That’s just on a conceptual level. What really made the game appeal to me was that it sounded like a lot of fun to play. Ian originally wrote a shorter version of Dynateens for use at a con, with no intention of us publishing it. When I read it, though, it captured my imagination--I liked the idea of this underwater city, New Atlantis, complete with a high school and teen drama and frequent attacks by evil talking sharks. It’s the kind of set-up I could see working really well as either a one-shot or a campaign. And it’s a set-up that works whether you’re familiar with the genre or not. After I read that first draft I asked Ian to expand it, and he did, and Josh Burnett provided great illustrations, and James Hornsby drew a gorgeous cover. I’m really happy with how it turned out.
KGG: What has inspired some of the combinations for games?
Steve: Some of our best sellers (including Hobomancer) were inspired by random dumb ideas we’ve had while talking late at night when everybody’s slap-happy from sleep deprivation. Alcohol is sometimes involved. If it still sounds like a good idea in the morning, we add it to the list of possible supplements. Others are just based on ideas from pop culture that we think would be cool in a game
Leighton: Like Steve said, we have a lot of random ideas, some of which are really dumb and not worth pursuing, and some of which are really dumb and absolutely worth pursuing. And some that aren’t dumb, I guess. Whatever the case, we often try out our ideas as con games. That gives you an idea of how well a concept is going to work with a group of players that you don’t necessarily know. Some of our games start out as con games, with no goal of anything bigger, but then the games go so well that we decide to write them up.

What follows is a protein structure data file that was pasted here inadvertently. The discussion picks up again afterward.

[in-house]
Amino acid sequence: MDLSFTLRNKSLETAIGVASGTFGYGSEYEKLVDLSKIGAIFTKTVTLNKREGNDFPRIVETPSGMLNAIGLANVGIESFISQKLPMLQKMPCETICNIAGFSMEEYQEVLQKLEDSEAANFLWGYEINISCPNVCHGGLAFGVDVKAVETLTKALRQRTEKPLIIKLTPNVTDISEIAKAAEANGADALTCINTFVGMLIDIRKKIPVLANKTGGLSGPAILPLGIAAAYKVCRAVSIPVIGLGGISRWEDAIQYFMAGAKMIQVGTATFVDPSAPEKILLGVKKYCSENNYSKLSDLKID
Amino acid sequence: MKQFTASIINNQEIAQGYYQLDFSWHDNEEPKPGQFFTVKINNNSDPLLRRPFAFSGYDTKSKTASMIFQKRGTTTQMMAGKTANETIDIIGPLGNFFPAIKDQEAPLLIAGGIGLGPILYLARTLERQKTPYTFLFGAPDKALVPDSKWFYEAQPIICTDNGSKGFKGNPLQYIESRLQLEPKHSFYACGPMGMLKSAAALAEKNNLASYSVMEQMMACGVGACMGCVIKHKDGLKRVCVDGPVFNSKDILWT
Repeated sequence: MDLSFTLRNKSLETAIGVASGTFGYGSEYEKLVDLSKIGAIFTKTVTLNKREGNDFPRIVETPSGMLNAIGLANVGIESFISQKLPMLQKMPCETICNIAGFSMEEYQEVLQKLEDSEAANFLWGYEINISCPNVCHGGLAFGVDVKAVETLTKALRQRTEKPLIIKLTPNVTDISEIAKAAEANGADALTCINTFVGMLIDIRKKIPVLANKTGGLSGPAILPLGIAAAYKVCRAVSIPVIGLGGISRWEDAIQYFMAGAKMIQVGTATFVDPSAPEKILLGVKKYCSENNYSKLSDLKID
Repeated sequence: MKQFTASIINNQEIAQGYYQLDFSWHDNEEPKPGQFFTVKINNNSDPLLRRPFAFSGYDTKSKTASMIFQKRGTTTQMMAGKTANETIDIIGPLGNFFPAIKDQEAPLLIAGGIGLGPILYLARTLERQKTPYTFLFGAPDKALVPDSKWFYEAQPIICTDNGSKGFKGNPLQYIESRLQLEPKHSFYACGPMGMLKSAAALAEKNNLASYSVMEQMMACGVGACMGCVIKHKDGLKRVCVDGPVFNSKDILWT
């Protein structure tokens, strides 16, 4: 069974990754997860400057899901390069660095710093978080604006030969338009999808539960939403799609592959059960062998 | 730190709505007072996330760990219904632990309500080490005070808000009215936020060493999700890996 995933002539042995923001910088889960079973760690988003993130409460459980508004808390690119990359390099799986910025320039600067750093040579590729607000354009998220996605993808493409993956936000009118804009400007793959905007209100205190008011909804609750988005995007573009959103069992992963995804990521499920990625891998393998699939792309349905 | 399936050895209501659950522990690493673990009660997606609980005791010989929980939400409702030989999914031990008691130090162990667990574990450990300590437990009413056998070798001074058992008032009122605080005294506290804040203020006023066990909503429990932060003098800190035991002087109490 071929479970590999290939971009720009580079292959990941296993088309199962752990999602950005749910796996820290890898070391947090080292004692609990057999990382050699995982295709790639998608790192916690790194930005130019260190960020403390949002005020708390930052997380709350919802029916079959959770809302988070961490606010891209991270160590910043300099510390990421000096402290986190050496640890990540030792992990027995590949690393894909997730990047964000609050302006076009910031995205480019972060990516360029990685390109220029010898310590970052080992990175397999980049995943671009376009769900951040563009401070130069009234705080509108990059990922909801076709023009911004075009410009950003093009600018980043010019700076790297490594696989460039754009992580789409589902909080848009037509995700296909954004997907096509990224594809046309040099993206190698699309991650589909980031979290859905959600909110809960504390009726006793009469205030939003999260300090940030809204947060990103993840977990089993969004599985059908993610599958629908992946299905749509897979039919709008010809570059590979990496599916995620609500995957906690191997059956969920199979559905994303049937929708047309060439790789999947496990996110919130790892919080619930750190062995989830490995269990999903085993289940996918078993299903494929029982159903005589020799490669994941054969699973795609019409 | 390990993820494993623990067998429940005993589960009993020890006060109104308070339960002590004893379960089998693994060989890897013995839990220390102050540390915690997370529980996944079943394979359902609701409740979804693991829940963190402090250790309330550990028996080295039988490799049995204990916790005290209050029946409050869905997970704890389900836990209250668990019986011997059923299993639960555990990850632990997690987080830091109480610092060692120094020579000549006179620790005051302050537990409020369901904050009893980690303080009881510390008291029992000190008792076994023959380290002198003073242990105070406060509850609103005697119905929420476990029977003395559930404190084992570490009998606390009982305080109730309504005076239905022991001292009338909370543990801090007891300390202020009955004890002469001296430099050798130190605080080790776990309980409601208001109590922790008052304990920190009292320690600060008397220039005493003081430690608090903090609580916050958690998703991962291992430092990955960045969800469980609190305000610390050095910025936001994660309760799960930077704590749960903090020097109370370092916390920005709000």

For instance, Josh once signed up to run a con game called Funkadelic Frankenstein on the Mean Streets of Monstertown--which is monster movies meets 70s exploitation films-- because he thought the name was funny. He wasn’t really excited by the idea, and thought it was fairly stupid, but those of us who played in the game loved it, and we basically pressured him into writing the game. And for the record, we were right--Funkadelic Frankenstein has proven to be consistently popular over the years.
Keep an eye on the blog for Part 2 of the interview in which the guys talk about female gamers, convention experiences, and where they see Hex Games in 5 years. But for now, enter to win a copy of Dynateens and QAGs! Just follow the instructions in the Rafflecopter and I'll select a winner at random to win digital copies courtesy of Hex Games and Drive-Thru RPG.